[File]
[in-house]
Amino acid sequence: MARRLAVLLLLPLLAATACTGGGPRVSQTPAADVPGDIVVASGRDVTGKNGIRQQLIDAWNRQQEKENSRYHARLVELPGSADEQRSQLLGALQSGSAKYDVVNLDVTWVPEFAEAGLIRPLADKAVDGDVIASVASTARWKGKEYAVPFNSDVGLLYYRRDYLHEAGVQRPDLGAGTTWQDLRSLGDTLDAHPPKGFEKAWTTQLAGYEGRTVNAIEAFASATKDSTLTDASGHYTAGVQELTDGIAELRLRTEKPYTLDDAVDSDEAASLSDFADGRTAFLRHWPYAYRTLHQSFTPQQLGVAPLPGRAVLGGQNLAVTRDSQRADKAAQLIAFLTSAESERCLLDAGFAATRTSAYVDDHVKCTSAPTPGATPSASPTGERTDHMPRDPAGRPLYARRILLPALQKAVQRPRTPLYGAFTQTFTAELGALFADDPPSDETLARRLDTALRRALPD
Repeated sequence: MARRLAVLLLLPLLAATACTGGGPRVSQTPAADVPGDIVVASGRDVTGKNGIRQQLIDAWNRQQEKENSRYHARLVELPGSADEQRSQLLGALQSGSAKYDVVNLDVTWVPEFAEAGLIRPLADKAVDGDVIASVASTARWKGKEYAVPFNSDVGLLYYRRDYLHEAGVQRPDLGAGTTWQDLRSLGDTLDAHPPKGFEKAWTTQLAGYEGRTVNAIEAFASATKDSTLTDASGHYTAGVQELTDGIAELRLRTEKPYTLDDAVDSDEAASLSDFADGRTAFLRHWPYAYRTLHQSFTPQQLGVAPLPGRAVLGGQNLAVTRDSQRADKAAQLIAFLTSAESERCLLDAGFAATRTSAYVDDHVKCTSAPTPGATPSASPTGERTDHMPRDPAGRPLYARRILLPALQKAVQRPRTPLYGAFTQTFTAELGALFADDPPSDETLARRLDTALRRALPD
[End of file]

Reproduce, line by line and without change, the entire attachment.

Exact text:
[in-house]
Amino acid sequence: MARRLAVLLLLPLLAATACTGGGPRVSQTPAADVPGDIVVASGRDVTGKNGIRQQLIDAWNRQQEKENSRYHARLVELPGSADEQRSQLLGALQSGSAKYDVVNLDVTWVPEFAEAGLIRPLADKAVDGDVIASVASTARWKGKEYAVPFNSDVGLLYYRRDYLHEAGVQRPDLGAGTTWQDLRSLGDTLDAHPPKGFEKAWTTQLAGYEGRTVNAIEAFASATKDSTLTDASGHYTAGVQELTDGIAELRLRTEKPYTLDDAVDSDEAASLSDFADGRTAFLRHWPYAYRTLHQSFTPQQLGVAPLPGRAVLGGQNLAVTRDSQRADKAAQLIAFLTSAESERCLLDAGFAATRTSAYVDDHVKCTSAPTPGATPSASPTGERTDHMPRDPAGRPLYARRILLPALQKAVQRPRTPLYGAFTQTFTAELGALFADDPPSDETLARRLDTALRRALPD
Repeated sequence: MARRLAVLLLLPLLAATACTGGGPRVSQTPAADVPGDIVVASGRDVTGKNGIRQQLIDAWNRQQEKENSRYHARLVELPGSADEQRSQLLGALQSGSAKYDVVNLDVTWVPEFAEAGLIRPLADKAVDGDVIASVASTARWKGKEYAVPFNSDVGLLYYRRDYLHEAGVQRPDLGAGTTWQDLRSLGDTLDAHPPKGFEKAWTTQLAGYEGRTVNAIEAFASATKDSTLTDASGHYTAGVQELTDGIAELRLRTEKPYTLDDAVDSDEAASLSDFADGRTAFLRHWPYAYRTLHQSFTPQQLGVAPLPGRAVLGGQNLAVTRDSQRADKAAQLIAFLTSAESERCLLDAGFAATRTSAYVDDHVKCTSAPTPGATPSASPTGERTDHMPRDPAGRPLYARRILLPALQKAVQRPRTPLYGAFTQTFTAELGALFADDPPSDETLARRLDTALRRALPD